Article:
A successful cardiac catheterization laboratory involves input from planners, managers, and staff. A united focus on patient safety, efficiency, and quality patient care can help guide the process.
This article will review 5 key considerations when planning a cardiac cath lab.
According to Primary Angioplasty, the high-stress environment of a cath lab requires a team of specially-trained healthcare professionals. Cardiovascular and radiology technologists work with registered nurses to support the interventional cardiologist during cath lab procedures.
Staff should undergo continuing education that includes simulation drills and hands-on training during cath lab procedures. Ongoing education provides the knowledge and skills to respond to emergencies. Communication skills training helps staff develop good working relationships and realize better performance scores and optimal patient outcomes.
Cath Lab Design
Accessibility of services matters most when the clock is ticking. When choosing a location for the cath lab, designers should consider where the sickest patients enter the main facility (emergency room or helicopter pad). The cath lab should also be close to the operating room and cardiac units.
The procedure and control rooms should be situated so that the control room staff are elevated above the procedure room and have clear views of the patient from all angles.
Cath Lab Equipment
X-ray machines, a patient procedure table, monitors, procedure carts, lights, computer stations, and work stations for preparing medications are some of the equipment found in cath labs.
The procedures performed will determine the type of X-ray equipment installed in the procedure room. Cath lab technology companies continue to innovate, expanding into robotics, machine learning, and 3-D imaging without the risk of radiation exposure.
In addition to choosing equipment that embraces the newest technology, cath labs must also try to predict the future. Before purchasing X-ray and IT equipment, create a 5-year plan for the cath lab. Choosing equipment compatible with near-future advances in technology allows the cath lab to continue to provide the best quality care to patients while adding value to the original price of the lab.
Emergency equipment should be located nearby, including a code cart, defibrillator, CPR device, temporary pacing devices, and any other equipment that may be necessary.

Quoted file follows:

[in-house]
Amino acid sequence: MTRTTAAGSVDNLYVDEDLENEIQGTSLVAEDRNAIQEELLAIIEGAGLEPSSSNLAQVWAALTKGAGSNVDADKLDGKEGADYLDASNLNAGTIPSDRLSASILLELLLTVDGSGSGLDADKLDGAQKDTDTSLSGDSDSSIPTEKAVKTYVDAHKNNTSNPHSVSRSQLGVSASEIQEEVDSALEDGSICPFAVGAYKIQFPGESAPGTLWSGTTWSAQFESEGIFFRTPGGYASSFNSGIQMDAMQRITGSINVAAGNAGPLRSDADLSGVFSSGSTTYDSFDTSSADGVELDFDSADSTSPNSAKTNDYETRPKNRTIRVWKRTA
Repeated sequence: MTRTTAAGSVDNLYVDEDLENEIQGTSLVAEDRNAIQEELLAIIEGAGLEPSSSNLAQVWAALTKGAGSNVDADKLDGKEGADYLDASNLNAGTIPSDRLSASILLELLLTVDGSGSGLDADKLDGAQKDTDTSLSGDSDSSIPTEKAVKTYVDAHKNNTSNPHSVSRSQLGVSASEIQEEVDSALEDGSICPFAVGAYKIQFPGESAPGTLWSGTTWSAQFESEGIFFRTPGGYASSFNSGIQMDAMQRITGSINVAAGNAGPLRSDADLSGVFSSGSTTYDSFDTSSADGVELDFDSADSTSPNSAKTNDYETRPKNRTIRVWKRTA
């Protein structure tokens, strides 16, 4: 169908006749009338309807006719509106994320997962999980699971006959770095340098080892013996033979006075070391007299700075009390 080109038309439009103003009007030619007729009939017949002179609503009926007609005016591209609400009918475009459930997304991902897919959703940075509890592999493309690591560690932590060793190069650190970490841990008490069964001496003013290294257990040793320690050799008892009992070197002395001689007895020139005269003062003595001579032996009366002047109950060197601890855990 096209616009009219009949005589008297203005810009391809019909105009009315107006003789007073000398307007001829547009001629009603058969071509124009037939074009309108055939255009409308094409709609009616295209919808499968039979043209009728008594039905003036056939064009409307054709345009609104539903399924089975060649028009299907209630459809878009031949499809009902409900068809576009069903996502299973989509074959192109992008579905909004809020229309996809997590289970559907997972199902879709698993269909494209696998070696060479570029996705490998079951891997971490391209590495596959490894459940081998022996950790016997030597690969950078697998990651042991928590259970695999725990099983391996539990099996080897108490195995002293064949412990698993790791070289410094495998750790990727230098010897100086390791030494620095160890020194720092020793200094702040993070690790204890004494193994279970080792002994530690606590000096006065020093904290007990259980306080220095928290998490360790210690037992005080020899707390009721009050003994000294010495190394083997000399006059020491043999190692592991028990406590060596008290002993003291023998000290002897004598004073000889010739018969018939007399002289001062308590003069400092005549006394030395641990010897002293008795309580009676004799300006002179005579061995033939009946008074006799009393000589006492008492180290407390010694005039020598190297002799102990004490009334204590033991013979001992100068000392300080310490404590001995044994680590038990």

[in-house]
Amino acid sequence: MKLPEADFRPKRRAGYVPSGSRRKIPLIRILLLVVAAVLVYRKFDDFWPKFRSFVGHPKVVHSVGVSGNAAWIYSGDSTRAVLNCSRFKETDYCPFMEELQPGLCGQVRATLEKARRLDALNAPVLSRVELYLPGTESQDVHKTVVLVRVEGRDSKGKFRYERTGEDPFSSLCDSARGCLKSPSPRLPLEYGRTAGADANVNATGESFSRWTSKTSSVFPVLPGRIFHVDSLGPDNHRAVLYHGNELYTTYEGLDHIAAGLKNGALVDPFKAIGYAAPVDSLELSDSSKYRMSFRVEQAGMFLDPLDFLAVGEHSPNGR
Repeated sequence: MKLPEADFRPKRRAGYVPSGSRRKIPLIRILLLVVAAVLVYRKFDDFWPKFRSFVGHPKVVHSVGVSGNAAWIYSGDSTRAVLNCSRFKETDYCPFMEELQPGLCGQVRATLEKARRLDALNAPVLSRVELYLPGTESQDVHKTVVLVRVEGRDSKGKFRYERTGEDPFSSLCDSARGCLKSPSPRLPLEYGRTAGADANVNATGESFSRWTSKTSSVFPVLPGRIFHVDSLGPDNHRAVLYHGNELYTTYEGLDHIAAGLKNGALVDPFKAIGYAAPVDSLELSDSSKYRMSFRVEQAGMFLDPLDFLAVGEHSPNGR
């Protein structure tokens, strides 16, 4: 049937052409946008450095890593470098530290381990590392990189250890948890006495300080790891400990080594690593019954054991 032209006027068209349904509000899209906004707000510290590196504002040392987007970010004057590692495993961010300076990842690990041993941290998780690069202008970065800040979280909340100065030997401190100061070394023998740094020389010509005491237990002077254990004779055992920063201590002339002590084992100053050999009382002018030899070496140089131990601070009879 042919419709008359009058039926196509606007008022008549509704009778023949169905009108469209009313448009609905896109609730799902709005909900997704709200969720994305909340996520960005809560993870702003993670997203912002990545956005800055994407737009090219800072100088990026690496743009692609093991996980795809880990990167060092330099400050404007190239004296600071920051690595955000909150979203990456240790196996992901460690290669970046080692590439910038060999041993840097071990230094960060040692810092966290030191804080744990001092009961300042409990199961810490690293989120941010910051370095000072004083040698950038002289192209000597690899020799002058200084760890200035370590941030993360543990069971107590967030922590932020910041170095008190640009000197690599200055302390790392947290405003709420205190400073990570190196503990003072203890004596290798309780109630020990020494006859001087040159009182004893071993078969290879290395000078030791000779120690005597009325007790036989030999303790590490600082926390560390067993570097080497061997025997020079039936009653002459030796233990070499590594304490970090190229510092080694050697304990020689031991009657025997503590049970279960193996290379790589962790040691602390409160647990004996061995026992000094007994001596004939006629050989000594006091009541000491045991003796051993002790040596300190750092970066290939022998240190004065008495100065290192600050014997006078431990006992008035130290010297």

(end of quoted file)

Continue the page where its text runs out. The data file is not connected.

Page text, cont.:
Cath Lab Storage
Cath lab procedures sometimes require the administration of controlled substances, other medications, and IV solutions. Controlled substances are stored in a locked cabinet, and regulations may require a wall-mounted storage unit.
Catheters are stored in fixed or mobile hanging rack-style catheter cabinets designed to protect the equipment from contamination. Other devices such as stents, balloons, and vascular access sheaths are stored similarly in mobile or fixed cabinets.
Additional items can be stored in a room close to the cath lab to keep the area clear of unnecessary equipment and supplies.
When designing a cath lab, the Joint Commission requests that facilities refer to the American Society of Heating, Refrigerating and Air-Conditioning Engineers (ASHRAE) ventilation standards. The HVAC system should meet evidence-based guidelines that allow the storage of sterile supplies in an area free from fluctuations in temperature and humidity and contamination with excess moisture, dirt, or dust.
Cath labs must meet the highest healthcare standards set by the industry.
A cath lab meets quality standards through accreditation and by joining industry quality improvement registries, according to the Catheterization and Cardiovascular Interventions report on the 2021 Society for Cardiovascular Angiography and Interventions (SCAI) updated guidelines on best practices in the cardiac cath lab.
Patient clinical outcomes must be tracked and documented, and this data is used to initiate improvements in processes. The SCAI outlines annual minimum facility and physician procedure numbers needed to meet requirements for clinical competence, and minimum staffing requirements depending on the procedure performed.
Providers must be credentialed under an accreditation body that requires periodic recertification. All staff must complete in-house continuing education, be ACLS or BLS certified, and should complete a cardiovascular specialty certification relevant to their position.
Cath lab technology continues to evolve at a rapid pace. Creating a cath lab that looks to the future is the best way to maximize ROI while providing safe, quality-focused procedures.
For assistance in storage planning for your cath lab, contact a representative at InnerSpace for more information.
Cindy BlyeContent Writer
Cindy Blye, BSN, RN, CCM is a Registered Nurse and Certified Case Manager. She is an Alumni of West Virginia University School of Nursing (BSN), and a member of the Association of Health Care Journalists and The Authors Guild.
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